When Samson knocks over six massive columns and brings down the entire temple in the smashing finale of Camille Saint-Saens' "Samson et Dalila," you wouldn't want to be one of the 60 unfortunate Philistines gathered on stage at the Lyric Opera House. And even if you're not a Philistine, you might feel a tad uneasy if your seat is in the first few rows.
Truth be told, the columns erected for the Baltimore Opera Company production opening March 18 are mostly made of plastic foam. But these columns are 37 feet high! Any mistakes in the set design or the deployment of the cast, and there might be a mishap of biblical proportions. Ensuring that the opera's tumultuous final 10 seconds don't really bring down the house is Roberto Oswald, who designed the set and handles the stage direction for this production.
In all, he's got to worry about the welfare of 93 performers. There are stars, such as mezzo-sopranos Markella Hatziano and Victoria Livengood (on March 25 only) as Dalila, and tenor Wolfgang Fassler as Samson. There are warring Hebrew and Philistine factions among the many singers. The orchestra and chorus must be kept in line. And Mr. Oswald must take into account the lowly supernumeraries, too, since even the most pagan among them are still human beings. On top of this cavalcade of humanity, there are the ballet dancers who come out for the third-act bacchanal, choreographed by Baltimore native Peter Pucci.
Confronted with the sheer spectacle of this 1877 French opera, which is receiving its first Baltimore Opera Company production, Mr. Oswald says his conceptual approach is to respect "the style from the grand opera [tradition] that fits perfectly for this biblical story. At the same time, my concept is done with a new look that is 'clean.' I think everything that happens on stage has to happen for some reason. In the old style, things happened on stage because they looked good, but now we need deeper psychology, theology and philosophy. I think we have to understand the deepest meaning of the biblical story."
Set around 1150 B.C. in Gaza, the story involves the Hebrew Samson leading his people in rebellion against the Philistines. His main foe, the high priest of Dagon, recruits the Philistine princess Dalila to find out the secret of Samson's great strength. She seduces him and learns that he owes his success to his long locks. Having succumbed to earthly passion, Samson then pays the price by being shorn, blinded and enslaved. The short-haired Samson's prayers to God are finally answered, and he regains his strength. He destroys the temple as the Philistines get their comeuppance.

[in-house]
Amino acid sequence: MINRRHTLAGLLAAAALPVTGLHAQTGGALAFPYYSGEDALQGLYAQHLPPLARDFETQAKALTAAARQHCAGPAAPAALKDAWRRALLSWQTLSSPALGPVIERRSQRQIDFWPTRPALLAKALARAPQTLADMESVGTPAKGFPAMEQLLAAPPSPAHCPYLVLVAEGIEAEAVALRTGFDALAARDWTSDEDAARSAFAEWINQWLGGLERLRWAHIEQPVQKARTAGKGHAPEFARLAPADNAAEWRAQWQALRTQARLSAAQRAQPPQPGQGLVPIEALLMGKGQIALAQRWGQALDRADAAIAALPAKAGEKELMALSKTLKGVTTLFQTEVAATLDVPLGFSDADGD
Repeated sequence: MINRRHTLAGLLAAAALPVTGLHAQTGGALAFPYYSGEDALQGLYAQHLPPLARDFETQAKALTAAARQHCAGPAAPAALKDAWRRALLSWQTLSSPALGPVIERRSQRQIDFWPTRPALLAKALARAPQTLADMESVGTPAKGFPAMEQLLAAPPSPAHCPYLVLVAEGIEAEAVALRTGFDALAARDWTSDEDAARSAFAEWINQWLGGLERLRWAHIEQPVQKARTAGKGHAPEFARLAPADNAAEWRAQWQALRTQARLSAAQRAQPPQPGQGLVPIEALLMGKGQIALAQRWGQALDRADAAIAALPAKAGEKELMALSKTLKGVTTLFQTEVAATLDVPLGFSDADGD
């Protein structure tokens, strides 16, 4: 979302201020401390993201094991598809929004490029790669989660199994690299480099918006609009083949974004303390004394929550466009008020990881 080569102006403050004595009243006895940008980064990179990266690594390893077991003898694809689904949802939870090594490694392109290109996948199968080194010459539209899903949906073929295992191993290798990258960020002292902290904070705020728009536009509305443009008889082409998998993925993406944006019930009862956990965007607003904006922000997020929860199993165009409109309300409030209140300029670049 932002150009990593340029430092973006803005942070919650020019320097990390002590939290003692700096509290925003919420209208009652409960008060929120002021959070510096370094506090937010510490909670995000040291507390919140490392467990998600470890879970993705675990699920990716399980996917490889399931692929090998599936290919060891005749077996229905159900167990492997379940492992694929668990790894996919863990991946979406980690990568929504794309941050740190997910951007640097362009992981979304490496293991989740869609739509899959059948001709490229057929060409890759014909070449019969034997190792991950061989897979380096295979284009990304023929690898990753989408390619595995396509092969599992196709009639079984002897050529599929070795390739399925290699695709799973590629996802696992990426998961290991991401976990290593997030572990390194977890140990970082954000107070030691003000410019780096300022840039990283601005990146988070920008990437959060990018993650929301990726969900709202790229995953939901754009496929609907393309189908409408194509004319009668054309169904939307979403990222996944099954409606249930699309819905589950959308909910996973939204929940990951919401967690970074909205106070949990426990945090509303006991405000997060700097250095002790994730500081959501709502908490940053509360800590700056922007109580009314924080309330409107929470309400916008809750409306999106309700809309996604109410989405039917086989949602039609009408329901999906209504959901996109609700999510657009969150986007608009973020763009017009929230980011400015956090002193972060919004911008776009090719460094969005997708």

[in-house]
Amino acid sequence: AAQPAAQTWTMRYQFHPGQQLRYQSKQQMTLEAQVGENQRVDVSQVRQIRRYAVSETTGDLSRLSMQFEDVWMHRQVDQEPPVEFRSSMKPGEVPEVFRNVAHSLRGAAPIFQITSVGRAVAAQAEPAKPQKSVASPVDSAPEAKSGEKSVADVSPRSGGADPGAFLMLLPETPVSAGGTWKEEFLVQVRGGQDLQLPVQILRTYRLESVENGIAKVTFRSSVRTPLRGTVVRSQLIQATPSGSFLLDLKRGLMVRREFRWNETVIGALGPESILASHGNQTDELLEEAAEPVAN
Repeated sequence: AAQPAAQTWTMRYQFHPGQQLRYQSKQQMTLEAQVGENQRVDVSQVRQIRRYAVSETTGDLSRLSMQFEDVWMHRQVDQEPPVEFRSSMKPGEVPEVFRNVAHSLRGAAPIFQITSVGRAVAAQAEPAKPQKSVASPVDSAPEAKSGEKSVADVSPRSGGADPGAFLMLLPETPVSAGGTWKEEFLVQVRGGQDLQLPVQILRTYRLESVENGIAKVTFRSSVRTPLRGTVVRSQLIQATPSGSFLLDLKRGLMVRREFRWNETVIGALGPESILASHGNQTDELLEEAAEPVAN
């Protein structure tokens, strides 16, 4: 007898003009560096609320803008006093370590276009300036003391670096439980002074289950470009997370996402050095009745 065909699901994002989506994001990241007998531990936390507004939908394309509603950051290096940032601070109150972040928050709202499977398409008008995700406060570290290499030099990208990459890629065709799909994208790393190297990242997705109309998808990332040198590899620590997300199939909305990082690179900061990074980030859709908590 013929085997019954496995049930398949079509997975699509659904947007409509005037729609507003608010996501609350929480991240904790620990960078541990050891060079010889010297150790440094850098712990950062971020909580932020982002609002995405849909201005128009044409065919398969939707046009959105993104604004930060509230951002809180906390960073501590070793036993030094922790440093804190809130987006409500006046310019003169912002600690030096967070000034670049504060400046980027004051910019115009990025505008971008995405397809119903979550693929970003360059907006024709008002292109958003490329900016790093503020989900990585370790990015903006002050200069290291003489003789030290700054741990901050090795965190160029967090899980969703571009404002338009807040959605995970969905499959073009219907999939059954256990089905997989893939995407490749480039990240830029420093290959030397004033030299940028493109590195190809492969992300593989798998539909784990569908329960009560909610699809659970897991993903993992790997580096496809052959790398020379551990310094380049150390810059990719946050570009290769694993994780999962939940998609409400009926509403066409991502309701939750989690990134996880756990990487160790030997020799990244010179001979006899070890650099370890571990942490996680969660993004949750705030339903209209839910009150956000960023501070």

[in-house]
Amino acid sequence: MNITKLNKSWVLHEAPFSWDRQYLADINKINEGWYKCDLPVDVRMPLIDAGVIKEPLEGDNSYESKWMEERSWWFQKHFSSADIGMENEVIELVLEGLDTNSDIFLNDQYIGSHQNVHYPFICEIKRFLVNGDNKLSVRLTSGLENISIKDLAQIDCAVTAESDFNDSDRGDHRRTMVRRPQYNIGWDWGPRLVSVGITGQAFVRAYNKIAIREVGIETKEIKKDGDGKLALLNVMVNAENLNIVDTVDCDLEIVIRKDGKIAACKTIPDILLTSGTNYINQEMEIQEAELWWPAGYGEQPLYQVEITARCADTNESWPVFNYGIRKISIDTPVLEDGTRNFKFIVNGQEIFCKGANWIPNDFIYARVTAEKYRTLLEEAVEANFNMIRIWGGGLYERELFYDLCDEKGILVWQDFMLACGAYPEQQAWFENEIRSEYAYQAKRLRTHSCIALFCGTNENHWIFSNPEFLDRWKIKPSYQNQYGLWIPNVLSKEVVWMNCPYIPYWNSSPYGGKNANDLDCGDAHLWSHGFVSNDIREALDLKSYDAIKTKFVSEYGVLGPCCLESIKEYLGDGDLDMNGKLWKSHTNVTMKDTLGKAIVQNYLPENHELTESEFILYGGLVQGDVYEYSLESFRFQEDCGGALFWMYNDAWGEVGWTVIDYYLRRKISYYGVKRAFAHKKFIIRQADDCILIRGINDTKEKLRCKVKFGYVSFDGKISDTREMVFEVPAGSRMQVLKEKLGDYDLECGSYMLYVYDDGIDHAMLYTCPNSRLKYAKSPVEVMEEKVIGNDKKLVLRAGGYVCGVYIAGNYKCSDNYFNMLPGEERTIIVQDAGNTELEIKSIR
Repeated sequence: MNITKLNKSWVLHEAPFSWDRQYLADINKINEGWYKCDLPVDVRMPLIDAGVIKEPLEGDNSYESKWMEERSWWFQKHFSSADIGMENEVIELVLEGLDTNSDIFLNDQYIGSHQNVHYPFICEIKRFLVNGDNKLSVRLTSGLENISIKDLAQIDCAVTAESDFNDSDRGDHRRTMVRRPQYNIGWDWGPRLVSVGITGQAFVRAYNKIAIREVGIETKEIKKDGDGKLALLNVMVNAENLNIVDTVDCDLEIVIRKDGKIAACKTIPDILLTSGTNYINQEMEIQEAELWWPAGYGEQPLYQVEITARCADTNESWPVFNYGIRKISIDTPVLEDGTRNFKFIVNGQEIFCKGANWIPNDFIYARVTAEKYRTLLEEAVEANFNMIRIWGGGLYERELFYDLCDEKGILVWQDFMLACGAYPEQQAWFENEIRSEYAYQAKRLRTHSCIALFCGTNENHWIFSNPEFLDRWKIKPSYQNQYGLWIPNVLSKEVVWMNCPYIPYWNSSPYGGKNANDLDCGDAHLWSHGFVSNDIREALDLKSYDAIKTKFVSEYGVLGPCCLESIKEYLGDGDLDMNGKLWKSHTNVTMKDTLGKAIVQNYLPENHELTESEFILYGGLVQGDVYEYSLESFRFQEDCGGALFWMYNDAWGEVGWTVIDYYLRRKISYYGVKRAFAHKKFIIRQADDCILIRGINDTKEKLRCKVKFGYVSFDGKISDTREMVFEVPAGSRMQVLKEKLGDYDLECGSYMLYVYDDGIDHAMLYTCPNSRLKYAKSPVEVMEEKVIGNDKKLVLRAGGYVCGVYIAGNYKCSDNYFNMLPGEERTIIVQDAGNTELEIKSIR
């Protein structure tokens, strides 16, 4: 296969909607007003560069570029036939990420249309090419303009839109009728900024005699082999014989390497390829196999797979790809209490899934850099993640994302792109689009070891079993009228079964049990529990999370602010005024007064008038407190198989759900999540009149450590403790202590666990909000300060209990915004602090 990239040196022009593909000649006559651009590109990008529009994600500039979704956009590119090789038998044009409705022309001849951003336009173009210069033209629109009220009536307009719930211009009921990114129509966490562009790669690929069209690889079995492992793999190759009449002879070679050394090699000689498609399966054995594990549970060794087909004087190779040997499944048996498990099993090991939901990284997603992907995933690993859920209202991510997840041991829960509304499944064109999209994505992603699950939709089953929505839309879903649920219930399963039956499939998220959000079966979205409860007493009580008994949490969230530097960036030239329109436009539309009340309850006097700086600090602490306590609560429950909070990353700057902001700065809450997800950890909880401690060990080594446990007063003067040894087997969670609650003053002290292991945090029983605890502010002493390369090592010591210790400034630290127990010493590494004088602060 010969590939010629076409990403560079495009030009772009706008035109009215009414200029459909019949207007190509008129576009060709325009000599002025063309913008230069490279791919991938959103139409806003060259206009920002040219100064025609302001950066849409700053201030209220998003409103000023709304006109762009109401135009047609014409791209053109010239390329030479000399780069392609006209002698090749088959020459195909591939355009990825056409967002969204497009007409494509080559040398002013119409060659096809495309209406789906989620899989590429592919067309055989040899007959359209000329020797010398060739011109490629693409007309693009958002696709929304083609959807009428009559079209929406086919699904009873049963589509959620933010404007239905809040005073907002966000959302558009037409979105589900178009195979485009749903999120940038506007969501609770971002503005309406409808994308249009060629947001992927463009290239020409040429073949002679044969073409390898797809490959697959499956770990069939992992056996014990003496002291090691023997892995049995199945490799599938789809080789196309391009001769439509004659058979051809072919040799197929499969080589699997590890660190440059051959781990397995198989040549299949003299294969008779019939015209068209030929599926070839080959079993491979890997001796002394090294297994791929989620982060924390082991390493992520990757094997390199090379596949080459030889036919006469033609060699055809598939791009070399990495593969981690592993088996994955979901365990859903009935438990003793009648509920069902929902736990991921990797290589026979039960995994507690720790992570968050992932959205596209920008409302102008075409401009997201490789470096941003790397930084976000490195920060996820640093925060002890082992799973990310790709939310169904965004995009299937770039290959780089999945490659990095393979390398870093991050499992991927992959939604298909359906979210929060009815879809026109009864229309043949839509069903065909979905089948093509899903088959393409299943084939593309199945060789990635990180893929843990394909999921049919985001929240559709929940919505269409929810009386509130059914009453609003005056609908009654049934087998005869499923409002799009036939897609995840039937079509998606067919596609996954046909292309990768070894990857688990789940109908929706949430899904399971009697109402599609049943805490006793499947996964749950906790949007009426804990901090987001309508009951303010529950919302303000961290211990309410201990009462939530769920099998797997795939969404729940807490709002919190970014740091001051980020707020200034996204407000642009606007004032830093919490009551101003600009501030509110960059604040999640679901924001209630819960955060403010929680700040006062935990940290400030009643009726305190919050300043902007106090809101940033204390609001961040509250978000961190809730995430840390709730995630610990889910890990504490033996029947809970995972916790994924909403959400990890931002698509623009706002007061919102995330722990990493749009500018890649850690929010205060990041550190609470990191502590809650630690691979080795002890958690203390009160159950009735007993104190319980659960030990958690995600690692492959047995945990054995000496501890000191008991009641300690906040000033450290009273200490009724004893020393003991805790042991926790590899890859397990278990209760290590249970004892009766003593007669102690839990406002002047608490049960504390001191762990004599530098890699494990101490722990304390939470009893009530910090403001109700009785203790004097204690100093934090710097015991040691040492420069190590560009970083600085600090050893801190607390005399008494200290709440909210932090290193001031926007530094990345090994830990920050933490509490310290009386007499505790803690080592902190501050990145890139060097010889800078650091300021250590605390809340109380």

"This story makes us wonder how Samson can be so weak on the inside if he is so strong on the outside. The weakness inside the strong person is a theme that also appears in Greek mythology and elsewhere, too, from Achilles to football players and screen actors today. We often wonder how someone so famous and important can do something so weak," like succumbing to Dalila's seductive wiles. "The most important thing here is that when Samson is at his weakest, down on the lowest level, blind and working like an animal, he finally gets the inspiration to gain the inside strength which will give him the outside strength" to pull off his final feat.
By extension, Mr. Oswald says, the story of Samson is emblematic of the Hebrew people. Despite constant struggle and enslavement, they persevered and maintained hope. Their plight is reflected in his set design, dominated by a pagan temple built atop the ruins of a Jewish temple.
"Samson reduces this Philistine temple down to ruins again. That is his triumph, but he pays for it with his life," Mr. Oswald says.
As for designing those columns and the rest of the edifice, he notes that there are few archaeological traces of these civilizations. His set design has some columns, mosaics and human-headed statues of bulls derived from the ancient Near East, but for the most part, he relies on his own imagination to differentiate the Hebrews and the Philistines.
"All the wars back and forth took everything away. You can have just a few references [in the set design]. This takes the design away from real references, and I can redo it in my imagination. I think of the Hebrews as being very clean in the colors and forms I use for them, while I think of the Philistines as being mannerist -- a bit overdone -- in how they look."